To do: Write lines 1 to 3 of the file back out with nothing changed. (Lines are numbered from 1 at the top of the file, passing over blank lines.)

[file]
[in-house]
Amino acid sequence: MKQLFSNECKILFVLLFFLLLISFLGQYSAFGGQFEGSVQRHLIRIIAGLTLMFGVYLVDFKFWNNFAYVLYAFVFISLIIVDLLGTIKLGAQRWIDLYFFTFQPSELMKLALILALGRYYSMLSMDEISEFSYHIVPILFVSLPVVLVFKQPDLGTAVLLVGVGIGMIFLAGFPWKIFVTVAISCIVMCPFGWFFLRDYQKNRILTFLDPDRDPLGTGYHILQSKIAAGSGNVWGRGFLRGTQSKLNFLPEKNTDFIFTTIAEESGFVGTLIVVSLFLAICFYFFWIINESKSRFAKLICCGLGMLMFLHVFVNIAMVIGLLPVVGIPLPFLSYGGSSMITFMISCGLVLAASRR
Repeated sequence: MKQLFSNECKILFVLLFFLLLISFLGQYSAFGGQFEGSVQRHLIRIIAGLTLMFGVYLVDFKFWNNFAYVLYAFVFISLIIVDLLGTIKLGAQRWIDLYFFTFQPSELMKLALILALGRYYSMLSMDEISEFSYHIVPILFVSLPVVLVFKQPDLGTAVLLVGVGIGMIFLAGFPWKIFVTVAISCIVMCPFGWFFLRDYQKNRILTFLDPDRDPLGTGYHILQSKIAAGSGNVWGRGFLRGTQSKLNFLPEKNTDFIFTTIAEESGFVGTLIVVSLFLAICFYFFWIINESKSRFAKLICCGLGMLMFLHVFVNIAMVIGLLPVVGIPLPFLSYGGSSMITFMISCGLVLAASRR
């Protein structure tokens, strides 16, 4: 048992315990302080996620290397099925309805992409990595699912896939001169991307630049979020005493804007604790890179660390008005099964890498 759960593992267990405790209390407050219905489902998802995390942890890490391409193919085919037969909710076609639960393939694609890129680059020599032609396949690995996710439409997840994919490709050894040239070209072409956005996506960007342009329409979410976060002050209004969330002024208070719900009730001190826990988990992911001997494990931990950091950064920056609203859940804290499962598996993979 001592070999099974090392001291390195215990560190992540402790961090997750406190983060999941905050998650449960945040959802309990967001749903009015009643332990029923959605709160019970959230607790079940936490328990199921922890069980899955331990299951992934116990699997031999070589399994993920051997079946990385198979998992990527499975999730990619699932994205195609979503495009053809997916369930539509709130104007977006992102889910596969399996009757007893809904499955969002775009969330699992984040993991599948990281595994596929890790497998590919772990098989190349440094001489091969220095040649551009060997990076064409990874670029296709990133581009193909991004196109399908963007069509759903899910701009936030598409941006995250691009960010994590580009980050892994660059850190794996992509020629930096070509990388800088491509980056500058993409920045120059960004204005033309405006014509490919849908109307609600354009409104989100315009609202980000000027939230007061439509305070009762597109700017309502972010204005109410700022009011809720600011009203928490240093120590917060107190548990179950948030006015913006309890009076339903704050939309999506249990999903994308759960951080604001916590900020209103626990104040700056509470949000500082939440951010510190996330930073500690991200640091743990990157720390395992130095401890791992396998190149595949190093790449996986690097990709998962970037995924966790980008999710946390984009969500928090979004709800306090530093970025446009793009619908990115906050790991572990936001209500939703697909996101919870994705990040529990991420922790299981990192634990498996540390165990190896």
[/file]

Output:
[in-house]
Amino acid sequence: MKQLFSNECKILFVLLFFLLLISFLGQYSAFGGQFEGSVQRHLIRIIAGLTLMFGVYLVDFKFWNNFAYVLYAFVFISLIIVDLLGTIKLGAQRWIDLYFFTFQPSELMKLALILALGRYYSMLSMDEISEFSYHIVPILFVSLPVVLVFKQPDLGTAVLLVGVGIGMIFLAGFPWKIFVTVAISCIVMCPFGWFFLRDYQKNRILTFLDPDRDPLGTGYHILQSKIAAGSGNVWGRGFLRGTQSKLNFLPEKNTDFIFTTIAEESGFVGTLIVVSLFLAICFYFFWIINESKSRFAKLICCGLGMLMFLHVFVNIAMVIGLLPVVGIPLPFLSYGGSSMITFMISCGLVLAASRR
Repeated sequence: MKQLFSNECKILFVLLFFLLLISFLGQYSAFGGQFEGSVQRHLIRIIAGLTLMFGVYLVDFKFWNNFAYVLYAFVFISLIIVDLLGTIKLGAQRWIDLYFFTFQPSELMKLALILALGRYYSMLSMDEISEFSYHIVPILFVSLPVVLVFKQPDLGTAVLLVGVGIGMIFLAGFPWKIFVTVAISCIVMCPFGWFFLRDYQKNRILTFLDPDRDPLGTGYHILQSKIAAGSGNVWGRGFLRGTQSKLNFLPEKNTDFIFTTIAEESGFVGTLIVVSLFLAICFYFFWIINESKSRFAKLICCGLGMLMFLHVFVNIAMVIGLLPVVGIPLPFLSYGGSSMITFMISCGLVLAASRR